In one aspect of the invention, the various stages in the processing operations including but not limited to the grinding, cutting, blending and agitation processes are not only exposed to sufficient amounts of the carbon dioxide atmosphere to achieve the pH conditions required and an excess of the gas to maintain them throughout but they are simultaneously exposed to a suitable source of narrow wavelength of germicidal UV. This exposure may be in the form of one continuous exposure throughout the processing operation or several discontinuous exposures of differing doses and duration throughout the processing operations such that a synergistic effect between the carbon dioxide atmosphere and the germicidal UV is achieved resulting in a substantially greater anti-microbial effect that can be achieved with either the same level of the carbon dioxide atmosphere or germicidal UV alone.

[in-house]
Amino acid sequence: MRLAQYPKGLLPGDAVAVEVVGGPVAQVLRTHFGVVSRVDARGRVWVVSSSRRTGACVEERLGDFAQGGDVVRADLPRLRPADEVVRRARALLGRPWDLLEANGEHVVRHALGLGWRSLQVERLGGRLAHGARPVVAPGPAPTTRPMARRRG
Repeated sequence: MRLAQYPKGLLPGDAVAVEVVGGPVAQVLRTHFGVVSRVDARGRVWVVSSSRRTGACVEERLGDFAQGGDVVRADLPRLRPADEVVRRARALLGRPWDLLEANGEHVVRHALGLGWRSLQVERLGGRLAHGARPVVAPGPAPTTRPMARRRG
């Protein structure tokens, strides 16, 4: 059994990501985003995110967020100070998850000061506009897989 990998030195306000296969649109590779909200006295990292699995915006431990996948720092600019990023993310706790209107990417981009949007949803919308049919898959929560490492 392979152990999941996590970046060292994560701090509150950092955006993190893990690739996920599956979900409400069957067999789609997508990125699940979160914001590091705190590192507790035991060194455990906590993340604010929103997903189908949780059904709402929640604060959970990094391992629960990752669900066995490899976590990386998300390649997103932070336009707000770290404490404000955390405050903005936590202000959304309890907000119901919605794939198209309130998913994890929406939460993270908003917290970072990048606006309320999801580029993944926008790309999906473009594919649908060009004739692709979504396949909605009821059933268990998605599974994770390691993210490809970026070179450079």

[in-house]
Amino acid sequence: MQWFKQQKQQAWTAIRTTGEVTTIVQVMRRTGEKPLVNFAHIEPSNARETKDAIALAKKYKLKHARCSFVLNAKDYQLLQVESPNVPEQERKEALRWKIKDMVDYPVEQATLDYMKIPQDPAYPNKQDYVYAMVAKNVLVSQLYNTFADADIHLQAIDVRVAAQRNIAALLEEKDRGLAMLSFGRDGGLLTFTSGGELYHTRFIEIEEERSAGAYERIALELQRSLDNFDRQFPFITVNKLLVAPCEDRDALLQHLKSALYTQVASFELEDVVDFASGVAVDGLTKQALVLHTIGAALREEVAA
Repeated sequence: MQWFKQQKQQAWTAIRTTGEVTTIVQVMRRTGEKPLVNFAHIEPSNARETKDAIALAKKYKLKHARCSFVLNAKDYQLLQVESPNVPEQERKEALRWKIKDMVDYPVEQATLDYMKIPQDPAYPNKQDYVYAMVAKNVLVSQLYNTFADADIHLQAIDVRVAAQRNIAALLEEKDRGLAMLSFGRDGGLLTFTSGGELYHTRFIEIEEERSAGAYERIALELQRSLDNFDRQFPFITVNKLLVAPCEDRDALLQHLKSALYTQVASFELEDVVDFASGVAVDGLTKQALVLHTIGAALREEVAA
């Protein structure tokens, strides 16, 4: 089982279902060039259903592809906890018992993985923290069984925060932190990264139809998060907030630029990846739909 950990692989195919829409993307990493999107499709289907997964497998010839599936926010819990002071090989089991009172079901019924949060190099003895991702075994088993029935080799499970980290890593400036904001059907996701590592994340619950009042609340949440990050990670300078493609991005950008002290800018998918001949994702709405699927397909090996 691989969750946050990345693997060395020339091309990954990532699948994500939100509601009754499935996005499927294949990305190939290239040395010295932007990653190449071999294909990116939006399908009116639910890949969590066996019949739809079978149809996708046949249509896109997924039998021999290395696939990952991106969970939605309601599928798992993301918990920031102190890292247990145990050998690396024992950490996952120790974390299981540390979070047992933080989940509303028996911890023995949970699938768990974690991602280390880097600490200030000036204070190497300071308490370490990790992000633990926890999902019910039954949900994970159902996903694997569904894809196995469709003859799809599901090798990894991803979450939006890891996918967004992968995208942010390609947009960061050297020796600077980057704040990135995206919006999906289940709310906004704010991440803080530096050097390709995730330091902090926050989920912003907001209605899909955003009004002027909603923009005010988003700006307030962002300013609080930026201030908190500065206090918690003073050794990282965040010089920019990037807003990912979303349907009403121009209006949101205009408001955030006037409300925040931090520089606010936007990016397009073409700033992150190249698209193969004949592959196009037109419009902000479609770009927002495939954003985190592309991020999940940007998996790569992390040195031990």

These conditions produce a very substantial microbiocidal reduction in both pathogenic bacteria and total viable counts for a very wide variety of foodstuffs. However, very occasionally, either when the foodstuff has a very heavy total microbial load or contains some very specific pathogens, a more extensive decontamination treatment has been necessary to ensure a satisfactory reduction for processing purposes. Such methods and materials are disclosed herein.